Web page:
The exhibition of the Museum of Indian Art and Culture opens on February 6
Unidentified Ancestral Pueblo Artist, Gallup Bowl Black on White, ca. 950-1150. The painted and hatched design of the toothed elements leaves similar shapes of unpainted clay. Photo by Blair Clark
SANTA FE – The Museum of Indian Arts and Culture (MIAC) announced the opening of the exhibition, Painted reflections: isometric design in ancestral Pueblo pottery, February 6, 2022, until March 12, 2023.
Explore the designs of ancestral and contemporary Pueblo pottery by visitingPainted reflections: isometric design in Pueblo pottery. Never before the subject of a museum exhibition,Painted reflectionsoffers new perspectives on the study of Pueblo art through an analysis of the visual structure of ceramic design.
Painted reflectionsemphasizes the sophisticated aesthetic qualities of Pueblo art through the study of reversible optical illusions and ambiguous figure-ground relationships. From around 900 AD, Ancestral Pueblo artists began producing new patterns on their ceramics – they painted pairs of patterns called isomers, or equal shapes. From a conventional point of view, these works appear as painted patterns on unpainted backgrounds.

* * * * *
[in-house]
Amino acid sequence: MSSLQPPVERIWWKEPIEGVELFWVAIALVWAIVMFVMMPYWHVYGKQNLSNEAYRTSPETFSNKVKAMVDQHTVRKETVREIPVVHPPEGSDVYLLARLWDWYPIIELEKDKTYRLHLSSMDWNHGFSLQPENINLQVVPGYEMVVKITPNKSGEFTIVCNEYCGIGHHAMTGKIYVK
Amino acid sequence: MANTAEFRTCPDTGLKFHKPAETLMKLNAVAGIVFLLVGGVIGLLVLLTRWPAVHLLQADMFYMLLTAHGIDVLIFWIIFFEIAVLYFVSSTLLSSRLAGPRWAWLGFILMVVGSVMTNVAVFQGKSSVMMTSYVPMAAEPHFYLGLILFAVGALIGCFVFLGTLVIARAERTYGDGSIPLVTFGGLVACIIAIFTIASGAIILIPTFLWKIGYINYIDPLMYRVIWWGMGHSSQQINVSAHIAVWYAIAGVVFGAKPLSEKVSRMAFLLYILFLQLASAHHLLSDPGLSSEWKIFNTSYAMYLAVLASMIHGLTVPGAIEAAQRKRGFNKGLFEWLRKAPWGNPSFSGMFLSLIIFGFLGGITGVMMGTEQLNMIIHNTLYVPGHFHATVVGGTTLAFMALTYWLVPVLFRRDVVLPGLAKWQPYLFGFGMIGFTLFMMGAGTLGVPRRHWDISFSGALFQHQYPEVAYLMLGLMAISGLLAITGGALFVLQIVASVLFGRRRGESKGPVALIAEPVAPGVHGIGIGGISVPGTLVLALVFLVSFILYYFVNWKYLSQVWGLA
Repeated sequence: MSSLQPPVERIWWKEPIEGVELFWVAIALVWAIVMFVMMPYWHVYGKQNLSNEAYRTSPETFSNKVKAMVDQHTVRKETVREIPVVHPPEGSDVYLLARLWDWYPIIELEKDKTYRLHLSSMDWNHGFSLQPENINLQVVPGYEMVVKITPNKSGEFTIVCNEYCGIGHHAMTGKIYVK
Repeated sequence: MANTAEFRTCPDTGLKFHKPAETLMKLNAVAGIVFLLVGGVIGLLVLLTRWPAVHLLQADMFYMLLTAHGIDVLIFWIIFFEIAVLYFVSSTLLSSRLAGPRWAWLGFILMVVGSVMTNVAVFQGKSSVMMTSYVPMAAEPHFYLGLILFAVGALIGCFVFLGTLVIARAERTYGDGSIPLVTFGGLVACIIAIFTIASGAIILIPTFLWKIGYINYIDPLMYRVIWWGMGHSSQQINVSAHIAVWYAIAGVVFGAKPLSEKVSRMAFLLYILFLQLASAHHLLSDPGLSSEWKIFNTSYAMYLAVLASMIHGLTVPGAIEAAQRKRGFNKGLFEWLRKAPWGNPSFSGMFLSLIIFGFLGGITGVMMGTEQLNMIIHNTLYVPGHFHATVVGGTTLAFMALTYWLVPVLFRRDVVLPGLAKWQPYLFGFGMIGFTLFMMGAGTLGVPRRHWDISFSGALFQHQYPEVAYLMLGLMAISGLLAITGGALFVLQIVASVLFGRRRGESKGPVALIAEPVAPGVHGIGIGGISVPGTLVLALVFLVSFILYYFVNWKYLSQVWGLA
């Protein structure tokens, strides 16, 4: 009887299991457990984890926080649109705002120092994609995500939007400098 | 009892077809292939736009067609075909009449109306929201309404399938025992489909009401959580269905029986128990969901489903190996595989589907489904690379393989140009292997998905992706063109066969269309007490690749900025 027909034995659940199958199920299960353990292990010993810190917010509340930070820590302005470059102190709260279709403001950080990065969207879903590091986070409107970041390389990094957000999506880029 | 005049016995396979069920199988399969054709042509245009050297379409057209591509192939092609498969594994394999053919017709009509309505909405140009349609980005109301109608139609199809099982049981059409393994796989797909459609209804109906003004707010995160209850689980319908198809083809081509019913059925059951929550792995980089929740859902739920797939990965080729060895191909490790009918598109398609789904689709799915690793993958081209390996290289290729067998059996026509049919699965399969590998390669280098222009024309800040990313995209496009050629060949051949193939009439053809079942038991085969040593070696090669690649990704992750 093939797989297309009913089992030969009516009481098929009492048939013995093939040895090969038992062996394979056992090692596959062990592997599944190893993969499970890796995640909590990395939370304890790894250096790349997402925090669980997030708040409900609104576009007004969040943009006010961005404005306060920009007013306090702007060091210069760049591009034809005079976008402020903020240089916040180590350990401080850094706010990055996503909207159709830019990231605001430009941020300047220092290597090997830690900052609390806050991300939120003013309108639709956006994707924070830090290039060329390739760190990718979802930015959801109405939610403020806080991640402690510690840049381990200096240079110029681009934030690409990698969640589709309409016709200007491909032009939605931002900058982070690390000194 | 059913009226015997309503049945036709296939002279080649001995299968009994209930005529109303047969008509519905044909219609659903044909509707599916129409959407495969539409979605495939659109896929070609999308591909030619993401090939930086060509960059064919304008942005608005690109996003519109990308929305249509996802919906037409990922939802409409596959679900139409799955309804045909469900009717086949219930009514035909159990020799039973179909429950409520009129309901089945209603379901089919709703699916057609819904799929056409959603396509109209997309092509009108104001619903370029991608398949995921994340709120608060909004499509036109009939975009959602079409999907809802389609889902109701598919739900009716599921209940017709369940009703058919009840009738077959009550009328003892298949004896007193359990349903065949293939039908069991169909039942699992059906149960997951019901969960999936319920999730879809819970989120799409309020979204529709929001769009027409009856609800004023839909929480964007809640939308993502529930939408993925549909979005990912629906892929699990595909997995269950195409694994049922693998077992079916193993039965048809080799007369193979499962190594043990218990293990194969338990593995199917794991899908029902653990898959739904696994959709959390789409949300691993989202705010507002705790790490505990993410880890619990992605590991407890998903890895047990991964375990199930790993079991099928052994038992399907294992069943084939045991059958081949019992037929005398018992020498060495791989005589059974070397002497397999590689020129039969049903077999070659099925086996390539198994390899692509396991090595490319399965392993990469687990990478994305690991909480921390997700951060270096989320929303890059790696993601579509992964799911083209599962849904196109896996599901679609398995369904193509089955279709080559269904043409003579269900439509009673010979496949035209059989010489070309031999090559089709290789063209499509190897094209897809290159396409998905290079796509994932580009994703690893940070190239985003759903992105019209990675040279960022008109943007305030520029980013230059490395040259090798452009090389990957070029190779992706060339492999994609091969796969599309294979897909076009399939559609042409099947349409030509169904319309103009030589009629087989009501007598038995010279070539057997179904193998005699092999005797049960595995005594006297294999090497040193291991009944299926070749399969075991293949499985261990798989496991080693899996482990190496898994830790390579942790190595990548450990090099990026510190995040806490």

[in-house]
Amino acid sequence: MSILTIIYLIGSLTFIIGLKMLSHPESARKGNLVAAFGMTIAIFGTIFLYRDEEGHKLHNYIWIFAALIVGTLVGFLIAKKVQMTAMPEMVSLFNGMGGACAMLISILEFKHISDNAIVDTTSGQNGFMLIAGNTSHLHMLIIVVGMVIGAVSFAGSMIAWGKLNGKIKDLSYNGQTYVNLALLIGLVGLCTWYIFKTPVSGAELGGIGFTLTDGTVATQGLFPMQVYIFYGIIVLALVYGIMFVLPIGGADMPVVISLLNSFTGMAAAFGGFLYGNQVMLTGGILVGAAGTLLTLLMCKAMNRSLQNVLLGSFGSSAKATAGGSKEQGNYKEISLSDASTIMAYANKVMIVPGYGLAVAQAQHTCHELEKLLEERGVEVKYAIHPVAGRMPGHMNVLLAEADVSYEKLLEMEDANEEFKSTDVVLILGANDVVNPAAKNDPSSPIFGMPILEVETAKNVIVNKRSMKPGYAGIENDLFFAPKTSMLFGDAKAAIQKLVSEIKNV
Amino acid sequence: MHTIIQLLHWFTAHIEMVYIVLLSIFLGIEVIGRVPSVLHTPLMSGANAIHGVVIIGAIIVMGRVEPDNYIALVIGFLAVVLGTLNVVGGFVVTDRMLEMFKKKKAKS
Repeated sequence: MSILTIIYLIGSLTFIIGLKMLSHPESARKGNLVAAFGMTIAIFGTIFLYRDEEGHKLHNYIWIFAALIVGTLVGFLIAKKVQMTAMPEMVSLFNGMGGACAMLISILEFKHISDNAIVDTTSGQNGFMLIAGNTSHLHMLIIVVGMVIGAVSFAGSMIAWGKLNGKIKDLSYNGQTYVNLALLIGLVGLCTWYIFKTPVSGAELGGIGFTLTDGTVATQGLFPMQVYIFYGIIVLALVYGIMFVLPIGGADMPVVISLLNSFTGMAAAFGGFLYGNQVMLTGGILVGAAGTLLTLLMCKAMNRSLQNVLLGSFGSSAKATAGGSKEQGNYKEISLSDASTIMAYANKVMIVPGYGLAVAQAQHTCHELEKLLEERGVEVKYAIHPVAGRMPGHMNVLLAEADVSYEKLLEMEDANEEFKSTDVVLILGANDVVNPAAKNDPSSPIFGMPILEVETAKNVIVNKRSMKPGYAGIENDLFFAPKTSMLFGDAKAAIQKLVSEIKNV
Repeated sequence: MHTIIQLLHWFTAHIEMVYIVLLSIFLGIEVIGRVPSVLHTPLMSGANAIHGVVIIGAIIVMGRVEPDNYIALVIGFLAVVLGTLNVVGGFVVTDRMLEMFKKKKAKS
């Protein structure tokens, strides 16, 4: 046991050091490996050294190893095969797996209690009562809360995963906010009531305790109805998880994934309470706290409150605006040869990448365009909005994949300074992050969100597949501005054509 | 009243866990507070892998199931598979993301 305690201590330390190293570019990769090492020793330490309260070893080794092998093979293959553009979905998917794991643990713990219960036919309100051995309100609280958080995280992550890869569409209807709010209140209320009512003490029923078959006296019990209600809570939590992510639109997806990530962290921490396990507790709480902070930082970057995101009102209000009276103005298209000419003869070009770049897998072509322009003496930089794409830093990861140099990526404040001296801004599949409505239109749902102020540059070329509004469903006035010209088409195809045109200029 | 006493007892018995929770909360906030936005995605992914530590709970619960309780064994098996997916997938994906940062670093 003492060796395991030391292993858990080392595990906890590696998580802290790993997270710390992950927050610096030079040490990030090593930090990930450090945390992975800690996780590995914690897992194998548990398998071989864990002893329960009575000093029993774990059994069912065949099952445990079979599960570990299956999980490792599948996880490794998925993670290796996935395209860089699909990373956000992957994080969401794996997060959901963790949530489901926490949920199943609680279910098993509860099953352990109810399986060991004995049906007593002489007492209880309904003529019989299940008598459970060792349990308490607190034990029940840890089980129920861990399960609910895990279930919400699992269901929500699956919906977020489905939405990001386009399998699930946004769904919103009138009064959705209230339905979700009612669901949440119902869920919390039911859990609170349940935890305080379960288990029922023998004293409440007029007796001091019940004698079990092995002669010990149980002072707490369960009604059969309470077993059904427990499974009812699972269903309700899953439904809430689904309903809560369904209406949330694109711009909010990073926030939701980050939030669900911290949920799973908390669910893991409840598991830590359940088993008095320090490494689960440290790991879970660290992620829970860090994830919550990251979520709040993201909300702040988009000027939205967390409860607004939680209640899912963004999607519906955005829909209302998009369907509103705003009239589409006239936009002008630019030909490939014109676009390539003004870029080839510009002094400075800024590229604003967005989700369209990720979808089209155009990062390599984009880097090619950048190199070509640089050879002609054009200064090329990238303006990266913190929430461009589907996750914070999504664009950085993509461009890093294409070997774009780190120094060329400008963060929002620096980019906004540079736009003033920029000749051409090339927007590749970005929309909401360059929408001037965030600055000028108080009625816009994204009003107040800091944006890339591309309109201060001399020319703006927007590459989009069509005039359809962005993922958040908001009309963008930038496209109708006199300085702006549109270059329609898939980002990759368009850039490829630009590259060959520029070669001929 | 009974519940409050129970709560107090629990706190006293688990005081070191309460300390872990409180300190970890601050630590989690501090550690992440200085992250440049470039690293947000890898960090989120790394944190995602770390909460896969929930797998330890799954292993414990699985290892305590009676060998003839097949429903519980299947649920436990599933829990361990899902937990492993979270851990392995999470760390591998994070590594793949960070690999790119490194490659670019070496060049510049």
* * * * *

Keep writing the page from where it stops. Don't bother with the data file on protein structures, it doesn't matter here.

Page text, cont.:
But simultaneously, they also appear as unpainted images on painted backgrounds. The exhibition contextualizes isomeric design within broader artistic trends and trajectories, bridging the gaps between art history, anthropology and archeology, and includes examples of isomeric designs made by ancestral artists. and contemporary.
Painted reflectionsis co-organized by Joseph Traugott, Ph.D., retired curator at the New Mexico Museum of Art, Antonio R. Chavarria (Santa Clara Pueblo), curator of ethnology at MIAC, and Scott G. Ortman, Ph.D ., associate professor of anthropology at the University of Colorado â Boulder. The exhibition is based in part onPainted reflections: isometric design in ancestral Pueblo pottery, a book written by the co-curators and published by the Museum of New Mexico Press in 2018.
âThe opening of Painted Reflections marks an important moment for MIAC. By presenting ancestral Pueblo pottery to the public in a fresh and nuanced way, Dr Traugott and his team encourage visitors to rethink what they think they know about Pueblo art, âsaid Dr Matthew Martinez, Ph.D. ., interim director of MIAC. director.
About the Museum of Indian Arts and Culture
The Museum of Indian Arts and Culture is a division of the Department of Cultural Affairs, under the direction of the Board of Regents of the New Mexico Museum. The programs and exhibits are generously supported by the New Mexico Museum Foundation and our donors. The mission of the Museum of Indian Arts and Culture / Anthropology Laboratory is to serve as a center of stewardship, knowledge and understanding of the artistic, cultural and intellectual achievements of the diverse peoples of the Indigenous Southwest.